February 6, 2019 / Modified feb 6, 2019 9:48 a.m.

Need for Special Ed Teachers Stands Out in Ongoing General Shortage

The UA hopes its efforts will help introduce education students to special ed programs.

kids school door education Kids at school.


The University of Arizona's College of Education hopes its efforts to increase teacher numbers across the state will be enough to offset the number of teachers leaving or retiring from the profession. This challenge hits special education programs especially hard.

At a Tucson Unified School District job fair on Saturday, 27 percent of the district's advertised positions were for special education teachers and teaching assistants. University of Arizona College of Education Dean Bruce Johnson said these positions can be hard to fill for several reasons, including burnout from the intense paperwork and regulation.

"I do hear complaints from people about how much the job itself is not what they envisioned as being a teacher, because too much time is spent on that kind of burden," said Johnson.

He said special education teachers sometimes deliberately let their certifications expire so they can no longer teach special education classes. Johnson said the emotional and physical toll of working with these children and their parents can also cause teachers to switch professions.

Kathy Hoffman, Arizona's superintendent of public instruction, told the state House Education Committee that the general teacher shortage is a "crisis."

She said the teachers she's talked to fear they won't be able to afford health care on their current salaries.

"If there was a way for us to work together to find a way to have improved health care benefits, perhaps then schools would have money left over to give teachers raises," said Hoffman.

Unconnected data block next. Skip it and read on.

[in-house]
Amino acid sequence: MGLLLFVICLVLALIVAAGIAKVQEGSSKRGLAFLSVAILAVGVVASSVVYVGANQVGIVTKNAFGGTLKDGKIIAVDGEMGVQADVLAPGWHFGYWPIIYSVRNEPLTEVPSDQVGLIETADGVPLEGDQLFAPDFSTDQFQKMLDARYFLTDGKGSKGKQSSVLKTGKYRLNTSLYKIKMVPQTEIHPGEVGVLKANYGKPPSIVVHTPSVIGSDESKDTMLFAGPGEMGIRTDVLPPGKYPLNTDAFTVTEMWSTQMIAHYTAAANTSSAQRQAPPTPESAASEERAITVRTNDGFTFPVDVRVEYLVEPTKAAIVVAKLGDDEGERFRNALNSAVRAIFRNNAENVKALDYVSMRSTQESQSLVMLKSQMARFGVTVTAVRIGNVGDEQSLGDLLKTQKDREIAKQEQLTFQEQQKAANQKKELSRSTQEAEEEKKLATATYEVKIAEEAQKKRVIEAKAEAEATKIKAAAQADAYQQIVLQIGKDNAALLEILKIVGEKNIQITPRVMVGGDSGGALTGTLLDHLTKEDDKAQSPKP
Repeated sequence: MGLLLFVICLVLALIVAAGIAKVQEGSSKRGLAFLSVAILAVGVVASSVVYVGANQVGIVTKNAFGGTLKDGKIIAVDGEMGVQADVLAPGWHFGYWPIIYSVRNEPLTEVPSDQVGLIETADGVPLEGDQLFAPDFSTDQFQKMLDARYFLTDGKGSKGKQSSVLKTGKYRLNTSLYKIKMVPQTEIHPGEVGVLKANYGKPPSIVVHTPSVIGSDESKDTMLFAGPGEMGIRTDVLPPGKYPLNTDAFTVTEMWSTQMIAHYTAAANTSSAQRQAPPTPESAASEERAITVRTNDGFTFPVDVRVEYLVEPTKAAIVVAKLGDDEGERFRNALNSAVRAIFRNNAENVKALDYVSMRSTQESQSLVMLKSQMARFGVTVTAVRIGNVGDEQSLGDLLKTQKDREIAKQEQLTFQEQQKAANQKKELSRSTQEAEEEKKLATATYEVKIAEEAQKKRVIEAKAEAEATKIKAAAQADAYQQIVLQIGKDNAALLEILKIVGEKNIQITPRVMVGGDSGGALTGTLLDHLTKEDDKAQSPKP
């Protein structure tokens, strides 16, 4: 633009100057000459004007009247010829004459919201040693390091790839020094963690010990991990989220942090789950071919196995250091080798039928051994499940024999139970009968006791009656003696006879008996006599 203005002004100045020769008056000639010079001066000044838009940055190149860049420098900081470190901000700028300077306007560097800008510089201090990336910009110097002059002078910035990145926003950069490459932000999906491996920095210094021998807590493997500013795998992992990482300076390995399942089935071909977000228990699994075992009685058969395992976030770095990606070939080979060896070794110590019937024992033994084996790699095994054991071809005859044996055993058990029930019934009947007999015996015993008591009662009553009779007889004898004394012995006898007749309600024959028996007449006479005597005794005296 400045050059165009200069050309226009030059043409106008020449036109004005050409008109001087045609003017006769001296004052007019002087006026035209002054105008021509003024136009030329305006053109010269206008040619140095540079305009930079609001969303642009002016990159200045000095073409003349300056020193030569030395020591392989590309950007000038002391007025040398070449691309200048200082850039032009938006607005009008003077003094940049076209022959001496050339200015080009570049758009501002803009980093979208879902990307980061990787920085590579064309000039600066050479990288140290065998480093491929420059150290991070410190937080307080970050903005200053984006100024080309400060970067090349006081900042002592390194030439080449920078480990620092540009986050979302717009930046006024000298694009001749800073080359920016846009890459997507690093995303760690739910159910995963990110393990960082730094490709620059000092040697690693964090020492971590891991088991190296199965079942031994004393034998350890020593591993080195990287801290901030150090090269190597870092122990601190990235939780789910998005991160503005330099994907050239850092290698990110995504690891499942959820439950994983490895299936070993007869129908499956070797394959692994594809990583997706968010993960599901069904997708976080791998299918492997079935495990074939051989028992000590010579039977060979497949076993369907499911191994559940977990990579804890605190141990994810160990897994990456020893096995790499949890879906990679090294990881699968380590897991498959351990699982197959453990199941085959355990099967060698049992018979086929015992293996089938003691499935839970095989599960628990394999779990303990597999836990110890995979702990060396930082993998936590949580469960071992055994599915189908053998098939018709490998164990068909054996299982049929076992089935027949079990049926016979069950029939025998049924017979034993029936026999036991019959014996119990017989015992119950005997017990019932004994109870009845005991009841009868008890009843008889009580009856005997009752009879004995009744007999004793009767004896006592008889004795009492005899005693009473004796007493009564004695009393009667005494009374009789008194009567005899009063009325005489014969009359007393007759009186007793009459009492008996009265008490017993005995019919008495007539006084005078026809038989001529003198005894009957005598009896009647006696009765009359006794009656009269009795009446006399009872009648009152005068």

She said the House Education Committee should prepare for the teacher shortage to get worse since 25 percent of teachers will be eligible to retire in the next two years.

education building ua hero The College of Education building at the University of Arizona.
Emma Gibson/AZPM

Johnson said Arizona teachers leave and retire from the profession faster than new teachers enter the field. He said this impacts special education programs harder since there are less teachers certified to teach in these classrooms.

"I think when people think about going into teaching, most people don't think about special education right off the bat as something that looks really appealing," said Johnson.

He said he thinks many undergraduate students weren't exposed to special education programs during their childhood and carry stereotypes about children in the special education program with them as they decide who they would like to teach after they graduate.

Johnson said their program exposes students to all aspects of the job by requiring undergraduates seeking teaching certifications to take a course in special education instruction.

He said another way to boost teacher numbers across the state is through student loan forgiveness programs. The UA is one of the universities that funds the Arizona Teacher Academy at the state level, and it contributes to local programs as well.

By posting comments, you agree to our
AZPM encourages comments, but comments that contain profanity, unrelated information, threats, libel, defamatory statements, obscenities, pornography or that violate the law are not allowed. Comments that promote commercial products or services are not allowed. Comments in violation of this policy will be removed. Continued posting of comments that violate this policy will result in the commenter being banned from the site.

By submitting your comments, you hereby give AZPM the right to post your comments and potentially use them in any other form of media operated by this institution.
Arizona Public Media broadcast stations are licensed to the Arizona Board of Regents. Arizona Public Media and AZPM are registered trademarks of the Arizona Board of Regents.
The University of Arizona